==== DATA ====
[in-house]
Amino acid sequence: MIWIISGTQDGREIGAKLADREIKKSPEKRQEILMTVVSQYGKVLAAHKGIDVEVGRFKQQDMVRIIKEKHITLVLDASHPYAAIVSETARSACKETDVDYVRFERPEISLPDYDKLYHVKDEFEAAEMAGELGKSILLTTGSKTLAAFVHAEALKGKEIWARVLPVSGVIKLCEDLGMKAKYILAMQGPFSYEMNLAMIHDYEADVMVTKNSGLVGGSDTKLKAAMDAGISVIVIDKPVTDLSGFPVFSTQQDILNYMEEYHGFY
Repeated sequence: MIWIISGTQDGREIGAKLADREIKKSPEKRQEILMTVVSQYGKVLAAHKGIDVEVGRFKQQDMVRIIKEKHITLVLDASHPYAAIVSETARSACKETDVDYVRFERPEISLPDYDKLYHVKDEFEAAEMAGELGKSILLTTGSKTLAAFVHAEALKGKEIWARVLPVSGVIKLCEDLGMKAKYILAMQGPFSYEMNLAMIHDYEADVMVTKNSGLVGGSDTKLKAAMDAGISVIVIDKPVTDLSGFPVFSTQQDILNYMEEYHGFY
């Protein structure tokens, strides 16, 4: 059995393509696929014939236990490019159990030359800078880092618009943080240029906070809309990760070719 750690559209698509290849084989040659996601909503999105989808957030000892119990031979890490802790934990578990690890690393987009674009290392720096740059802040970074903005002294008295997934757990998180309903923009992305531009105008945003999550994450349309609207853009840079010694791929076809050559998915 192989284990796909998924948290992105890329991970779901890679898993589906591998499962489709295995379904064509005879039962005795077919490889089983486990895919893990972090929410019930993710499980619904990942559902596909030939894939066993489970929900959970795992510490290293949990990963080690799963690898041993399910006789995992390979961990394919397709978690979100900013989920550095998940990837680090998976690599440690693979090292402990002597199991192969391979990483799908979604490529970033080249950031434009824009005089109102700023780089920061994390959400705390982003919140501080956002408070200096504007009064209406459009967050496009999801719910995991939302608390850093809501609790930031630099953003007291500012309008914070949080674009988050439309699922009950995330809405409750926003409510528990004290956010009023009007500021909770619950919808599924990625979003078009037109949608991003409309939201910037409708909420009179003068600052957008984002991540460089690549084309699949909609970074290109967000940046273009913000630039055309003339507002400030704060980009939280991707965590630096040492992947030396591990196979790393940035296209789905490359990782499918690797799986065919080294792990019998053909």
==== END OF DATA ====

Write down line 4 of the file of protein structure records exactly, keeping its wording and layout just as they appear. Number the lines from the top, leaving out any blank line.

């Protein structure tokens, strides 16, 4: 059995393509696929014939236990490019159990030359800078880092618009943080240029906070809309990760070719 750690559209698509290849084989040659996601909503999105989808957030000892119990031979890490802790934990578990690890690393987009674009290392720096740059802040970074903005002294008295997934757990998180309903923009992305531009105008945003999550994450349309609207853009840079010694791929076809050559998915 192989284990796909998924948290992105890329991970779901890679898993589906591998499962489709295995379904064509005879039962005795077919490889089983486990895919893990972090929410019930993710499980619904990942559902596909030939894939066993489970929900959970795992510490290293949990990963080690799963690898041993399910006789995992390979961990394919397709978690979100900013989920550095998940990837680090998976690599440690693979090292402990002597199991192969391979990483799908979604490529970033080249950031434009824009005089109102700023780089920061994390959400705390982003919140501080956002408070200096504007009064209406459009967050496009999801719910995991939302608390850093809501609790930031630099953003007291500012309008914070949080674009988050439309699922009950995330809405409750926003409510528990004290956010009023009007500021909770619950919808599924990625979003078009037109949608991003409309939201910037409708909420009179003068600052957008984002991540460089690549084309699949909609970074290109967000940046273009913000630039055309003339507002400030704060980009939280991707965590630096040492992947030396591990196979790393940035296209789905490359990782499918690797799986065919080294792990019998053909």